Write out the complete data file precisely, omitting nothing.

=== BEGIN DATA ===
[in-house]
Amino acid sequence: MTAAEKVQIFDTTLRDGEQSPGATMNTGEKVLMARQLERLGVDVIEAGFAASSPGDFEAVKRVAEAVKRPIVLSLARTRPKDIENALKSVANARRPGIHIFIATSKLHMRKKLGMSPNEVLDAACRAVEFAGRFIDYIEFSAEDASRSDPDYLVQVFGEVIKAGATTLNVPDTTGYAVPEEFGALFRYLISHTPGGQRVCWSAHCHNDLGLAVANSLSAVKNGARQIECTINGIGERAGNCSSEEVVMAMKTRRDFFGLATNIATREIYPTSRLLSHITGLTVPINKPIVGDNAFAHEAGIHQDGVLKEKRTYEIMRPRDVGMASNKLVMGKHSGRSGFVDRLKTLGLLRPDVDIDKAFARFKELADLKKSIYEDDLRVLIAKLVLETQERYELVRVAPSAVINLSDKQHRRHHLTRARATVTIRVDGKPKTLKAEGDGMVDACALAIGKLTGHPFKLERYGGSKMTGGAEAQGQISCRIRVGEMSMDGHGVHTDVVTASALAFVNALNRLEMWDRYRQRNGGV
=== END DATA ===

[in-house]
Amino acid sequence: MTAAEKVQIFDTTLRDGEQSPGATMNTGEKVLMARQLERLGVDVIEAGFAASSPGDFEAVKRVAEAVKRPIVLSLARTRPKDIENALKSVANARRPGIHIFIATSKLHMRKKLGMSPNEVLDAACRAVEFAGRFIDYIEFSAEDASRSDPDYLVQVFGEVIKAGATTLNVPDTTGYAVPEEFGALFRYLISHTPGGQRVCWSAHCHNDLGLAVANSLSAVKNGARQIECTINGIGERAGNCSSEEVVMAMKTRRDFFGLATNIATREIYPTSRLLSHITGLTVPINKPIVGDNAFAHEAGIHQDGVLKEKRTYEIMRPRDVGMASNKLVMGKHSGRSGFVDRLKTLGLLRPDVDIDKAFARFKELADLKKSIYEDDLRVLIAKLVLETQERYELVRVAPSAVINLSDKQHRRHHLTRARATVTIRVDGKPKTLKAEGDGMVDACALAIGKLTGHPFKLERYGGSKMTGGAEAQGQISCRIRVGEMSMDGHGVHTDVVTASALAFVNALNRLEMWDRYRQRNGGV